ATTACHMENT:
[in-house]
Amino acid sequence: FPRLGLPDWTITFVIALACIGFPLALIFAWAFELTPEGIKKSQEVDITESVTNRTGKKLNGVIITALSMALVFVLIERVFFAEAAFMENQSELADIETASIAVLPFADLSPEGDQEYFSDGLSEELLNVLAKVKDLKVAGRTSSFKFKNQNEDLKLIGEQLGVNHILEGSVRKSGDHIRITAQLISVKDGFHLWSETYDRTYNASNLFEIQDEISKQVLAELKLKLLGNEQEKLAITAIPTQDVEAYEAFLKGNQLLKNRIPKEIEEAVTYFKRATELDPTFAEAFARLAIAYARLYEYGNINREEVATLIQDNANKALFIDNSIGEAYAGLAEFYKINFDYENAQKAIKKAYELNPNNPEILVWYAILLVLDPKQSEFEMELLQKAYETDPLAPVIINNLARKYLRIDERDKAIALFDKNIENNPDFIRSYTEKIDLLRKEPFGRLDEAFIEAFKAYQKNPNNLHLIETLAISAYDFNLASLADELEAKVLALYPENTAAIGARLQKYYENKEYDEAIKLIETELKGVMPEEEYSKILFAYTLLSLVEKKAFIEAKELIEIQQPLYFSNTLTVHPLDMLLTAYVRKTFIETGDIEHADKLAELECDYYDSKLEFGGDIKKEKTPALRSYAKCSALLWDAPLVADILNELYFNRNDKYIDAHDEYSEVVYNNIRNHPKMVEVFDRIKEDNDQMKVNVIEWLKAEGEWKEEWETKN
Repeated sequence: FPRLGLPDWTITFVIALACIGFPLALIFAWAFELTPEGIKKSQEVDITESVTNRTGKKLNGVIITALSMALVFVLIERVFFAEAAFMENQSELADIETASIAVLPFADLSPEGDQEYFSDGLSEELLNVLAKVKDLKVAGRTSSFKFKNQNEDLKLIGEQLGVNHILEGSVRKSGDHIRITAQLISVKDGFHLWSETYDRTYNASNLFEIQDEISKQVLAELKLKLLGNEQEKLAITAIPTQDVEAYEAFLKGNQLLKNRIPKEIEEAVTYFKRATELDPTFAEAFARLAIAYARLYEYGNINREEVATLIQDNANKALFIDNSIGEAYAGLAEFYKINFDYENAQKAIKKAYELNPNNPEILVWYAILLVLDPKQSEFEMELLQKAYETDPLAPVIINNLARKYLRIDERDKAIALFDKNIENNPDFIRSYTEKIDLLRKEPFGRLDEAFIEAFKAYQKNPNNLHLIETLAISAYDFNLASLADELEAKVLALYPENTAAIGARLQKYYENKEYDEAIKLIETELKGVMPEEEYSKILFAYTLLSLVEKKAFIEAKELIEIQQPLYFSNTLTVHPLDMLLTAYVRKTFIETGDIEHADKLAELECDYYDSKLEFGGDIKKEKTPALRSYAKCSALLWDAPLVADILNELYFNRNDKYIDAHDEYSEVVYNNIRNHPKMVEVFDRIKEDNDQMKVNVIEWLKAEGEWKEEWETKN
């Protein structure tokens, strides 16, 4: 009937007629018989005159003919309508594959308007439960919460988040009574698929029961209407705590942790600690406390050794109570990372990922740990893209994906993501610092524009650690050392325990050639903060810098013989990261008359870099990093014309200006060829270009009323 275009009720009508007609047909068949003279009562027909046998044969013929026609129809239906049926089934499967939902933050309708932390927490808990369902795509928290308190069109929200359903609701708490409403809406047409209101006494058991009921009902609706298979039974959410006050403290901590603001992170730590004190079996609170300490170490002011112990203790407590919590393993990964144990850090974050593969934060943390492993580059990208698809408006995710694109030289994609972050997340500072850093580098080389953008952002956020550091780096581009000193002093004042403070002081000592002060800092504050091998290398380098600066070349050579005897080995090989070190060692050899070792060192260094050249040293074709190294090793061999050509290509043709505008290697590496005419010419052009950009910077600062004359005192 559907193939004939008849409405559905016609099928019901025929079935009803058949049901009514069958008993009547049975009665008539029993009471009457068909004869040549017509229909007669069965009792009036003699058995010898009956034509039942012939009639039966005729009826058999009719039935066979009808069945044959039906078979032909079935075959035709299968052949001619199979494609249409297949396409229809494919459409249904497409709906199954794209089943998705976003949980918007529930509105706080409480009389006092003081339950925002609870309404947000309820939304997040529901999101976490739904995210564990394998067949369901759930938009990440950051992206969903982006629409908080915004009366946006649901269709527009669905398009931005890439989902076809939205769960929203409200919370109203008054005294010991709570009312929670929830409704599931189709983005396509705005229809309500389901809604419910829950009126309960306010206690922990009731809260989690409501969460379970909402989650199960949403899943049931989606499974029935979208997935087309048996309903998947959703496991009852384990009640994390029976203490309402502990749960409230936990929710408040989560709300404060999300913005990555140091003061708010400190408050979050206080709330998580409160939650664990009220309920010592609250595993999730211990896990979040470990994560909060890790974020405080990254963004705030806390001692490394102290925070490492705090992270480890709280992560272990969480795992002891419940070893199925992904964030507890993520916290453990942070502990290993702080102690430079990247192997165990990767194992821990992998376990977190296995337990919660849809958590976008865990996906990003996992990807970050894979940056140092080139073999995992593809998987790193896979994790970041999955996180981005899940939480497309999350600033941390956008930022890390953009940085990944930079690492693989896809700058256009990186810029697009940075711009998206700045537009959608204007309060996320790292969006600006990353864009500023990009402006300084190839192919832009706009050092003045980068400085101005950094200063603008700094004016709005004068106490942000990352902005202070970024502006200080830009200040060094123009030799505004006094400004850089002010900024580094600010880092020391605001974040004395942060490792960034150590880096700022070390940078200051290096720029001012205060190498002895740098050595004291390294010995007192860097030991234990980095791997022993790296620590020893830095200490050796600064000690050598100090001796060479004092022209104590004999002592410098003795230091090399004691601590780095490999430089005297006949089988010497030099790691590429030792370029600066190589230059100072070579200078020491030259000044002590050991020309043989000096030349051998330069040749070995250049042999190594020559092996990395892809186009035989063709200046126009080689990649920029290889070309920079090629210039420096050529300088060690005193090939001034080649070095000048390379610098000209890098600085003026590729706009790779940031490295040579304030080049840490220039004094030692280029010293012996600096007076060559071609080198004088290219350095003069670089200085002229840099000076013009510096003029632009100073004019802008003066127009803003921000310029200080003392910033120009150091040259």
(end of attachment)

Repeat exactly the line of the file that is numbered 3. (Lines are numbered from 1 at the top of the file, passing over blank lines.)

Repeated sequence: FPRLGLPDWTITFVIALACIGFPLALIFAWAFELTPEGIKKSQEVDITESVTNRTGKKLNGVIITALSMALVFVLIERVFFAEAAFMENQSELADIETASIAVLPFADLSPEGDQEYFSDGLSEELLNVLAKVKDLKVAGRTSSFKFKNQNEDLKLIGEQLGVNHILEGSVRKSGDHIRITAQLISVKDGFHLWSETYDRTYNASNLFEIQDEISKQVLAELKLKLLGNEQEKLAITAIPTQDVEAYEAFLKGNQLLKNRIPKEIEEAVTYFKRATELDPTFAEAFARLAIAYARLYEYGNINREEVATLIQDNANKALFIDNSIGEAYAGLAEFYKINFDYENAQKAIKKAYELNPNNPEILVWYAILLVLDPKQSEFEMELLQKAYETDPLAPVIINNLARKYLRIDERDKAIALFDKNIENNPDFIRSYTEKIDLLRKEPFGRLDEAFIEAFKAYQKNPNNLHLIETLAISAYDFNLASLADELEAKVLALYPENTAAIGARLQKYYENKEYDEAIKLIETELKGVMPEEEYSKILFAYTLLSLVEKKAFIEAKELIEIQQPLYFSNTLTVHPLDMLLTAYVRKTFIETGDIEHADKLAELECDYYDSKLEFGGDIKKEKTPALRSYAKCSALLWDAPLVADILNELYFNRNDKYIDAHDEYSEVVYNNIRNHPKMVEVFDRIKEDNDQMKVNVIEWLKAEGEWKEEWETKN